The statement would make any normally rational person blush. For instance, would any normal person  boast about making approximately 11,000 employees, officials or not, redundant? What pleasure can any normal person derive from depriving a person of his livelihood? Notice how the word officials are in italics, leading us to question whether they are actually officials all. They are very possibly psychologists, speech therapists and nurses not officials.

           When teachers heard those published claims the reaction was one of outrage and indignation. 'Do we receive that much?', 'This is news to me?' and 'Where did they obtain those figures?

           'We can only dream about such a fantastic salary!'

            Further investigation indicates that there is a vast discrepancy between recorded figures in payment sheets and sums in the Financial Report. It is worth offering some concrete examples to illustrate this point below.

             (The figures are from a survey by Novaya Gazeta, Number 121, 2.11,2015, , Pay-Capacity, by Ludmila Ribina)

            A teacher of Russian at a state school in Volgograd earns 21,125 rubles and 51 kopeks for working 27 hours. Yet
Rosstat claims the average teacher salary amounts to 27,968

            In Ivanova, a teacher who works 20 hours attains 13,606 rubles and 79 kopeks. Rosstat claims the average salary of a teacher in the Ivanovski region is 24,184 rubles.

            In the Tambovskaya region  a teacher who works 21 hours earns 13,102 rubles. Rosstat claims the average salary of a teacher is 25,649 rubles.

            A teacher in the Astrakhanskaya region works 38 hours and obtains a miserable 16,854 rubles. Rosstat claims the average salary of a teacher in the Astrakhanskaya  region amounts to 29,712 rubles.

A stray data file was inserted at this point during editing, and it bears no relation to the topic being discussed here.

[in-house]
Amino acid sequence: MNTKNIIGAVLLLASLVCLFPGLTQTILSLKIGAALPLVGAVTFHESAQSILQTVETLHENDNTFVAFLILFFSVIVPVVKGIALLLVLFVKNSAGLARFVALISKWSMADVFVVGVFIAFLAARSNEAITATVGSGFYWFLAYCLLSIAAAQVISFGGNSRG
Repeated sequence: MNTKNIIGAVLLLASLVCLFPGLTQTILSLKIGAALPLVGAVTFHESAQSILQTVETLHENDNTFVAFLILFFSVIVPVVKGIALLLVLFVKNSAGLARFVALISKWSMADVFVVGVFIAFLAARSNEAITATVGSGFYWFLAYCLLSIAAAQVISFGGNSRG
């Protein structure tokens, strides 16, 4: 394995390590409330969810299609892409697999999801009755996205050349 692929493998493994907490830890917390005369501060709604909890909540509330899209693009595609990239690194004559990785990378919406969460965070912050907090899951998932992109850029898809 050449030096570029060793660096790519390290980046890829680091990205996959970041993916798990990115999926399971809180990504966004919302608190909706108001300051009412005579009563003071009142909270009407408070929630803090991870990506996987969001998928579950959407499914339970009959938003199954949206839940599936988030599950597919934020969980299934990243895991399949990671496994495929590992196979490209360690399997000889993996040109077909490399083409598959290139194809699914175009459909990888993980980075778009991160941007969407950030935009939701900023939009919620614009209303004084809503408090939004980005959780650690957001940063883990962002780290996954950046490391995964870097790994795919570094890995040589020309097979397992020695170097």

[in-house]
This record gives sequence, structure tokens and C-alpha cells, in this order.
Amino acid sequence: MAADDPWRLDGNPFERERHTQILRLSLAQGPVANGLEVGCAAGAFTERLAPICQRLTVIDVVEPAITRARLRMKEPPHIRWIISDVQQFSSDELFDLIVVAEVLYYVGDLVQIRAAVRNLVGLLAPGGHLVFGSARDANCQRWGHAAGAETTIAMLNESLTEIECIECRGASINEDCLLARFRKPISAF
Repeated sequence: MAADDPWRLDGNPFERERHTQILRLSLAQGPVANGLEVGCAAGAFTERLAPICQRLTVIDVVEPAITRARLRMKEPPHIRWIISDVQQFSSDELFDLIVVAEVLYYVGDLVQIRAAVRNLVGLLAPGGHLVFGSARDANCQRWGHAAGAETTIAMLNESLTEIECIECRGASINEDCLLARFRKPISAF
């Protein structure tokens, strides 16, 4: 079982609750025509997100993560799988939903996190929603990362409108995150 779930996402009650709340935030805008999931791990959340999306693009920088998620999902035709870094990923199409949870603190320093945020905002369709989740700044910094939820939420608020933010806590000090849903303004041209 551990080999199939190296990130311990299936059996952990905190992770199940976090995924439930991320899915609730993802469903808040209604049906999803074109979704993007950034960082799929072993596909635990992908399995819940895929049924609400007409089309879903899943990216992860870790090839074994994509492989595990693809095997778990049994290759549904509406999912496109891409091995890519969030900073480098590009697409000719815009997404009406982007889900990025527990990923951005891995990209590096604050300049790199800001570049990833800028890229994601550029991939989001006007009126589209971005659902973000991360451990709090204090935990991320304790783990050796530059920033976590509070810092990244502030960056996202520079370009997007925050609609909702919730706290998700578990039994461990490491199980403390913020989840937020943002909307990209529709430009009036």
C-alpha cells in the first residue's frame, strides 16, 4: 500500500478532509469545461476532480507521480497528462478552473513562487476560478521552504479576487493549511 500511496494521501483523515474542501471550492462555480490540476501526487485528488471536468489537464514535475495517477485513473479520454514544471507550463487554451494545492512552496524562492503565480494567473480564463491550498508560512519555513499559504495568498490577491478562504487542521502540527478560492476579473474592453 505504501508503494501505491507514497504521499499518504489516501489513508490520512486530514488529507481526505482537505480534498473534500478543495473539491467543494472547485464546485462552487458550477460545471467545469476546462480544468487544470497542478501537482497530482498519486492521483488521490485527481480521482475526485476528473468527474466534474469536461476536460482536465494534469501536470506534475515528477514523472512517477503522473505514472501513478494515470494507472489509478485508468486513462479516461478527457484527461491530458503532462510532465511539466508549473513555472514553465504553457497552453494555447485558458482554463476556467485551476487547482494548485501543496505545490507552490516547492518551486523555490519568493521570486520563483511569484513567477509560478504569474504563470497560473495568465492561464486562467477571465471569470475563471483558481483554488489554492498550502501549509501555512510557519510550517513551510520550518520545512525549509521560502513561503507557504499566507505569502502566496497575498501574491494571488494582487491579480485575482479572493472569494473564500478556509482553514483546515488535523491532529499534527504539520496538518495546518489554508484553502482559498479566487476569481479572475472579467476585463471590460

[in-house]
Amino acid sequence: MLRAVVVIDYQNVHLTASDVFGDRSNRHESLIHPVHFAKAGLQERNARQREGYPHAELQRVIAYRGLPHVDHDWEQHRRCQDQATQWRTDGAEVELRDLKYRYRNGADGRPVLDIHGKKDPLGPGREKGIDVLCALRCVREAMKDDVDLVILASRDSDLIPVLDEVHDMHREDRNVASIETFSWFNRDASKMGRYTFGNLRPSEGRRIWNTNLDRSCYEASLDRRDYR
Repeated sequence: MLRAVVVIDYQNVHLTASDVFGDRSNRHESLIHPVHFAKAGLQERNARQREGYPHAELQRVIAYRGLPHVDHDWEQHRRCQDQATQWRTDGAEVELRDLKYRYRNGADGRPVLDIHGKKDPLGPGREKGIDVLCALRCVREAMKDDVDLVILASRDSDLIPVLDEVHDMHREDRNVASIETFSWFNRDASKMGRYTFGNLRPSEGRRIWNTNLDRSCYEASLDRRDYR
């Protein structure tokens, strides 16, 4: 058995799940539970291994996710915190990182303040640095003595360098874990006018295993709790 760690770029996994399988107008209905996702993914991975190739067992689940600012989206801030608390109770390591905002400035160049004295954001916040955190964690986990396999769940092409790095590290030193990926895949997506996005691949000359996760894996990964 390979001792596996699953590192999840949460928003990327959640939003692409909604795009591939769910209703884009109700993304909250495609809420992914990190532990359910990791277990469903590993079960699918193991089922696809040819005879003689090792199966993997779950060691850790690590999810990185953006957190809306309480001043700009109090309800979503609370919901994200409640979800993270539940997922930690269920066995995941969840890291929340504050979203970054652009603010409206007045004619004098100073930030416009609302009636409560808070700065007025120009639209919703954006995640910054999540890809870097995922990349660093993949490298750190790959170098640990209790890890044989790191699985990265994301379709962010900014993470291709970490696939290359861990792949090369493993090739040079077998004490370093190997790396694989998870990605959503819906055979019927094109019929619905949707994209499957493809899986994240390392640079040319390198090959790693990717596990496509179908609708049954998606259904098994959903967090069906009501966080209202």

We could provide more examples but it would grow tedious.

            We could also point out that teachers are not even being paid for taking some classes out on day excursions, filling in all kind of paperwork and many 'non-teaching duties ' such as being asked to write newspapers or do research unconnected with their work. In fact, one recent estimate discovered that teachers are being asked to complete 300 reports a year.

            Teachers are being constantly asked to fill in this or that evaluation form.

            A chairman for the union 'Teacher', Vsevolod Lukhovitsky argues that using the 'average salary' as the main indicator of changes in salaries is bad because it can be so easily manipulated. In deed, as the figures indicate, the state has been grossly distorting the actual figures. The main point is that actual pay should be linked to one fully discerned workload. Or in  simplier terms; a teacher must be paid the exact amount for the exact number of hours he performs. He also argues that educational officials should not be paid more than twice the income of a teacher. At the moment, an official earns three times the average salary of a teacher in Moscow.

            School teachers not only evidently but urgently require the aid of trade-unions. Unfortunately, the membership of the Russian Union 'Teacher' is only approximately 6000. Compare this with Chicago which has 30,000 teachers enrolled in a union!

            Despite this fact, union membership is still steadily growing and discontent won't simply be dissipated by time.